Hodgin runs Irix 6, a 64-bit version of UNIX, and appears to the user to be very similar to a single UNIX workstation.
Hodgkin is not broken down into separate partitions, but the scheduler attempts to balance different sizes of job; the following sizes are supported:
CPUs Memory GFLOPS 32 64 GB 19.2 (for testing and development only) 16 32 GB 9.6 8 16 GB 4.8 4 8 GB 2.4 2 4 GB 1.2 1 2 GB 0.6
There are three types of queue: production queues (with a 24 hour limit), development ones (with a 2 hour limit) and testing ones (with a 10 minute limit.) All combinations of type and size exist, and all queues run continuously, except that the 32 CPU production queue is available only by special arrangement.
Biography of Dorothy Hodgkin.
Hartree (IBM SP)
Hartree was installed in 2001 and decommissioned in January 2005.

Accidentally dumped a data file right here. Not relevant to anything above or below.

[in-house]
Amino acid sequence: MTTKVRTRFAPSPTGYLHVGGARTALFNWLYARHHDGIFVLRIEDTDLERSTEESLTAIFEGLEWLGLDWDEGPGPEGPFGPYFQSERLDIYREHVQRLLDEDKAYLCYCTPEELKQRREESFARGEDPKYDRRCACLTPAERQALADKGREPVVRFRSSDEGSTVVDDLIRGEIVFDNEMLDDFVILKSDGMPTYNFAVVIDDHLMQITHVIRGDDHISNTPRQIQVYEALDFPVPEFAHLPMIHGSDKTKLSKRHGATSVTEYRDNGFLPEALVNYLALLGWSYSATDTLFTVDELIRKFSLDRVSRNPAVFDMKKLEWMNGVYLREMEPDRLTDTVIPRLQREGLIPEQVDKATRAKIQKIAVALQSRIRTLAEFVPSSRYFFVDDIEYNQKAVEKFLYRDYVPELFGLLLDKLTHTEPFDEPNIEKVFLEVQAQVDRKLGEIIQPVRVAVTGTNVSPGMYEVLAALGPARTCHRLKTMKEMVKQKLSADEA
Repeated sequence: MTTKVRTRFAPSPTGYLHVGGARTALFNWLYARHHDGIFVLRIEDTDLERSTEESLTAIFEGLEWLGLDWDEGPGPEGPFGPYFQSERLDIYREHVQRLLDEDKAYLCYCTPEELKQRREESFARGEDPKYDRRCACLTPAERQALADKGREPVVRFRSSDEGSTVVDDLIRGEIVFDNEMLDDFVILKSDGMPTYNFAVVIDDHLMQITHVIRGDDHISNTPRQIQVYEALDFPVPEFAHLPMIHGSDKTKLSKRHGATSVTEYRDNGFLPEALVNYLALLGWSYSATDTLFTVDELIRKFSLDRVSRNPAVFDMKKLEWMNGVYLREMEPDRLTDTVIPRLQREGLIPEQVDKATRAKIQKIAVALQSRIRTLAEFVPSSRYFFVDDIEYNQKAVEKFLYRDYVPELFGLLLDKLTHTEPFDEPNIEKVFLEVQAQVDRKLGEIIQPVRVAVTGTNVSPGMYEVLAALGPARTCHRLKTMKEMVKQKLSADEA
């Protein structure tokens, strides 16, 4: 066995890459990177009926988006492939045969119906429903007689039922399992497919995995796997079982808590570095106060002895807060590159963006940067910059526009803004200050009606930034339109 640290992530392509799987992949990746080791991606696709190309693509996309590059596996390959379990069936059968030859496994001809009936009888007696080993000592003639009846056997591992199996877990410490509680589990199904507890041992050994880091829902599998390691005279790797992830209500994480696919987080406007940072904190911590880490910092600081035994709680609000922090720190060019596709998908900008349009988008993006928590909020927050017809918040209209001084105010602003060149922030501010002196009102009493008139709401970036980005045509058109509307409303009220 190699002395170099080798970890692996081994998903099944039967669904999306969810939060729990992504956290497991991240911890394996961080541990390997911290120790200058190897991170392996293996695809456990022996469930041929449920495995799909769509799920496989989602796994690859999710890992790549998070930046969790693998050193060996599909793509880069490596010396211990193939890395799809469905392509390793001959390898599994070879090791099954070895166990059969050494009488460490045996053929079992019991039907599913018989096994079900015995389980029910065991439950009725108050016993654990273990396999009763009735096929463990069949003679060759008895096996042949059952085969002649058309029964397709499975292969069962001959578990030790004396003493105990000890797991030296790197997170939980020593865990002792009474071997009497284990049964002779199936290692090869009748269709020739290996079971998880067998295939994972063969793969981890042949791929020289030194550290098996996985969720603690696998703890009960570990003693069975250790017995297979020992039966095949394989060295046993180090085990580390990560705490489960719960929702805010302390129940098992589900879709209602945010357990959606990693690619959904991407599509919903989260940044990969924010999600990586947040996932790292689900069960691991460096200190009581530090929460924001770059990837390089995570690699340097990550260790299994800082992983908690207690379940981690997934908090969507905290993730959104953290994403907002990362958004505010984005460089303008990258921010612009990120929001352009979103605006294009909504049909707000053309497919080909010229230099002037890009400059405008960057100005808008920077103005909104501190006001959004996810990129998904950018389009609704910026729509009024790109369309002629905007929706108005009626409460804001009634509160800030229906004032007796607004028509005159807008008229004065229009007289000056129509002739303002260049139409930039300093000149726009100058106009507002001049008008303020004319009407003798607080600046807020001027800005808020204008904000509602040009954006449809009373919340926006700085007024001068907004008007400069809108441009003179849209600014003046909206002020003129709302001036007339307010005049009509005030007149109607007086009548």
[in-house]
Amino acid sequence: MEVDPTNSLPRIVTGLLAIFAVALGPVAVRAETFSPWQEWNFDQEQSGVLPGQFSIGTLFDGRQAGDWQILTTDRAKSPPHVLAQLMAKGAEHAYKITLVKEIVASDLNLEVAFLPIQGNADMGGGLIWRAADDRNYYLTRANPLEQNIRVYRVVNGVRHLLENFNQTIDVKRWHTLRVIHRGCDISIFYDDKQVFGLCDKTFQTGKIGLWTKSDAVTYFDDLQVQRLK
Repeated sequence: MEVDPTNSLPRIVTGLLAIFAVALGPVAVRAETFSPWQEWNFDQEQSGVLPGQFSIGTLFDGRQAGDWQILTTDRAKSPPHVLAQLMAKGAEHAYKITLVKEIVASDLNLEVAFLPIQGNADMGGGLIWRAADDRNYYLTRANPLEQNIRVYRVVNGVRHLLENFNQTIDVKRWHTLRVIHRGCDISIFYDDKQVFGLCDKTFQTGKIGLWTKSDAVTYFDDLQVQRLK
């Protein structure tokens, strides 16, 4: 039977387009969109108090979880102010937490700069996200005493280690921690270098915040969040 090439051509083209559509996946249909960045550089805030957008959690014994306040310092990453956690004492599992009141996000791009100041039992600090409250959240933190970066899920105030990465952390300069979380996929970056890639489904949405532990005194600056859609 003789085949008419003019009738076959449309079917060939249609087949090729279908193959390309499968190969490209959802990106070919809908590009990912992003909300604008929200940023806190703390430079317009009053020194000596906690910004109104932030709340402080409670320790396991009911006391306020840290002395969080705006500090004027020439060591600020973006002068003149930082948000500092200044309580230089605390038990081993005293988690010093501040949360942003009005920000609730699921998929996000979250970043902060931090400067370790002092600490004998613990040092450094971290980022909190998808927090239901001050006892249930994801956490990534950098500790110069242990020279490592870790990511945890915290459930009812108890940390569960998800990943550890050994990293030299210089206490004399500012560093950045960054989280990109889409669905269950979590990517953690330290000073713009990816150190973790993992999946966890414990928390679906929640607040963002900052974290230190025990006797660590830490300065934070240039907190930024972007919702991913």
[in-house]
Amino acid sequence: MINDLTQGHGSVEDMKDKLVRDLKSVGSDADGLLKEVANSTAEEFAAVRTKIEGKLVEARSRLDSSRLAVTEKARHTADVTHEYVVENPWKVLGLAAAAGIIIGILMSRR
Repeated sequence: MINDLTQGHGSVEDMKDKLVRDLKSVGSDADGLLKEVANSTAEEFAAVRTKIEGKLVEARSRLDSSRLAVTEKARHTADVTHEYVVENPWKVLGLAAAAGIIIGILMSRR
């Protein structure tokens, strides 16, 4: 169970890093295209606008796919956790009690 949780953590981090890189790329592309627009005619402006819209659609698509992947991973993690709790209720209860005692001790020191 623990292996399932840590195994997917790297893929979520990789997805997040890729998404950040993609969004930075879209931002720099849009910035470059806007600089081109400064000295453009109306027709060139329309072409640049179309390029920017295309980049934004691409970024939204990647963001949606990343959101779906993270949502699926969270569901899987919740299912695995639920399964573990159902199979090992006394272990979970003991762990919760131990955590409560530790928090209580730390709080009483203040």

Hartree was an IBM SP parallel supercomputer; from 2001 until June 2003 it comprised 10 computation nodes and 2 I/O nodes (mainly for system processes and interactive use.) Each computation node contained 16 Power3-II processors running at 375MHz, and 12GB of memory. The nodes were connected via IBM's high performance SP Switch2. The above picture shows the three racks which contain hartree's nodes and the slightly shorter rack containing its RAID array.
CPU: 10 x 16 x Power3-II, 375 MHz, 4 floating point pipelines GFLOPS: 160 x 1.5 = 240 Caches: 128 KB 128 way set associative instruction cache 128 KB 128 way set associative data cache 8MB secondary cache Memory: 12 GB per node, 120 GB total Topology: Crossbar (effectively), 500MB/s I/O: Additional 2 dedicated I/O nodes with 4 CPUs each Disk: 1 TB local RAID disk.